2004 Two Hills Merlot
Our vineyard is still in a “mothball state”, meaning we are keeping the vines alive but do not produce fruit. Nonetheless, together with my twin daughters, I attacked the blackberries whose roots we tried to dig out. We did the Chardonnay and the Pinot Noir blocks, and left the other two (Merlot and SB) for my next visit. Various repairs of the cottage and the shed were completed. We also cleared fallen branches and other wood from the paddocks. All in all, the property looks very nice and well kept. I can leave it behind with a laughing eye, as we say in German. The other one will, as always when leaving Two Hills, filled with tears. Cheers
3 Comments | culture, food and wine, history and culture, Vineyard profile, vineyards, wine, wine regions, wineries | Tagged: Australia, Candy Westney, Fratelli, Glenburn, Mayer Vineyard, Merlot, Pinot Noir, Rocky Passes Estate, Russell Drysdale, TarraWarra Estate, Timo Mayer, Two Hills Merlot, Two Hills Vineyard, vine, Vitto Oles, Walter Gilew Yea, wine, Yarra Valley, Yea | Permalink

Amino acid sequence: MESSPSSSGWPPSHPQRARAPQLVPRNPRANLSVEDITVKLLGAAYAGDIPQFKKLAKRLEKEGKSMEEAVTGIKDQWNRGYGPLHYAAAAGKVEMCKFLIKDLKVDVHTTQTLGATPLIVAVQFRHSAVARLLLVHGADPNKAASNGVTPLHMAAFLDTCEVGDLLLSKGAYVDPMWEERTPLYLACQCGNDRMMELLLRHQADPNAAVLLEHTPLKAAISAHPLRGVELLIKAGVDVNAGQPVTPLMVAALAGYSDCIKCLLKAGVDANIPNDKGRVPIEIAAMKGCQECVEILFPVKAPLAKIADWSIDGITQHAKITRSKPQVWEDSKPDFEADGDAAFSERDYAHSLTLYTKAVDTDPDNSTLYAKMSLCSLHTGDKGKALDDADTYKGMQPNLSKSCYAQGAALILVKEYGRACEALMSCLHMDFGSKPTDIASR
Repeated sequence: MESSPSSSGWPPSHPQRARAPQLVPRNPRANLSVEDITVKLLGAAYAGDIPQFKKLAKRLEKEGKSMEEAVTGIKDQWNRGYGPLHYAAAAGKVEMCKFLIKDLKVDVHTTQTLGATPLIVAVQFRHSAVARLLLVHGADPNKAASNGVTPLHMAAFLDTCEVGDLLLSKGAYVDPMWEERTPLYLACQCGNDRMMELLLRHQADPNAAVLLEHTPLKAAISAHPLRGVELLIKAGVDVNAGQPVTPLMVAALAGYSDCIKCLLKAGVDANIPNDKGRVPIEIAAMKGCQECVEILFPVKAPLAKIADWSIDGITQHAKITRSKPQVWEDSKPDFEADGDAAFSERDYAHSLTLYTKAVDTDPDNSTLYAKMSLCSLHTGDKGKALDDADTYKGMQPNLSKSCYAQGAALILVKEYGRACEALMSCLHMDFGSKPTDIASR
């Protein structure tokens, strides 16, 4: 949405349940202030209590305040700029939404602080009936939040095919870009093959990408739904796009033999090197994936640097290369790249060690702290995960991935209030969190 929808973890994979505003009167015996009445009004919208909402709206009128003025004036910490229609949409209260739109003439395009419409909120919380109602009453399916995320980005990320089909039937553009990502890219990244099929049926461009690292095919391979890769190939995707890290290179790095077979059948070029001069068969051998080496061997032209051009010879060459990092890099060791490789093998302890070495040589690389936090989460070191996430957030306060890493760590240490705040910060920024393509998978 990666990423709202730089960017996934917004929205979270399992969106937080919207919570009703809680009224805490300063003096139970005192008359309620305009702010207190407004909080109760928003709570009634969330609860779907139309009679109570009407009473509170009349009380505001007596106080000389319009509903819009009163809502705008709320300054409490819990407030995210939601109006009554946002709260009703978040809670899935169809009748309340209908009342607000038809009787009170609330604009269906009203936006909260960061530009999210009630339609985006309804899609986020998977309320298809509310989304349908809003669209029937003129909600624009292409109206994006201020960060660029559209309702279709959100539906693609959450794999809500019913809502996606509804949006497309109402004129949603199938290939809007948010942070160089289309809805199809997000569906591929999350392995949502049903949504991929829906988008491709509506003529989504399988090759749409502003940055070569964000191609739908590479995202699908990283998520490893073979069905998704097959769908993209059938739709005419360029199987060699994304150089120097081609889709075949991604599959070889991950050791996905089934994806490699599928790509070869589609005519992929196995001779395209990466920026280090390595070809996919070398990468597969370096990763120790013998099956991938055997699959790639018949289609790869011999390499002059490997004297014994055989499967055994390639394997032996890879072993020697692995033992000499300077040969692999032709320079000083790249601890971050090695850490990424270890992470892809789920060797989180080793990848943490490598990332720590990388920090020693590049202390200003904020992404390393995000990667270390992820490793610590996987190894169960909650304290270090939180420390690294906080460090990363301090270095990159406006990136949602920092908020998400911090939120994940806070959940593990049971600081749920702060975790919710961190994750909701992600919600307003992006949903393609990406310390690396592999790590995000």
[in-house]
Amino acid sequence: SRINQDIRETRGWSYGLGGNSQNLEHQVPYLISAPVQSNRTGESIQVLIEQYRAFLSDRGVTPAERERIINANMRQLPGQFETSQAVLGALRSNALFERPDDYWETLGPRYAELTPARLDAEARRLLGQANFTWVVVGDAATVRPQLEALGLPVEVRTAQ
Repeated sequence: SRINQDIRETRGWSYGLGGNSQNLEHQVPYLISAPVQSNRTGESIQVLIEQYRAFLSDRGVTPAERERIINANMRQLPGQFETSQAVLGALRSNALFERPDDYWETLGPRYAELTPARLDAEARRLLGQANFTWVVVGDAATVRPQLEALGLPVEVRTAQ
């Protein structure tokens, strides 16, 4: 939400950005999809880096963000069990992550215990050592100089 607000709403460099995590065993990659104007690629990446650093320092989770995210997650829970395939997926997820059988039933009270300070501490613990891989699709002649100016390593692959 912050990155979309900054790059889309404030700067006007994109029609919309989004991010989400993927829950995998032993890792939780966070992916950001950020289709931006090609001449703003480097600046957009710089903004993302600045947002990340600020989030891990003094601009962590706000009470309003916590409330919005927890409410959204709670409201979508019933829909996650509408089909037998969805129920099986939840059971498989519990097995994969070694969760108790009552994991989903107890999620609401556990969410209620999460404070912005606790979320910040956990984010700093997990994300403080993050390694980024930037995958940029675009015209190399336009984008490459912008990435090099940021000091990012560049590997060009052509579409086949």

Posted by themanfrommoselriver
April 24, 2010
Chicken, vegetables and cauliflower
Lunch in the vineyard is always a highlight, especially if the weather allows us to have it on the terrace outside with those spectacular valley views. Of course wine is an important ingredient in a successful lunch. We had another bottle of Rocky Passes Syrah, the 2006 vintage this time. It received 92/100 Parker Points by James Halliday.
2005 Rocky Passes Syrah
Later the same day we followed the 2006 vintage with a 2005 Syrah. I had just one bottle of the 2005 vintage left which had received a whopping 94/100 Parker Points. Vitto Oles is doing a great job on these stony slopes of Rocky Passes Estate. Good food and good wine, that’s what makes a great day. The other two ingredients are old friends and good music.
Hope you have a good Saturday yourself.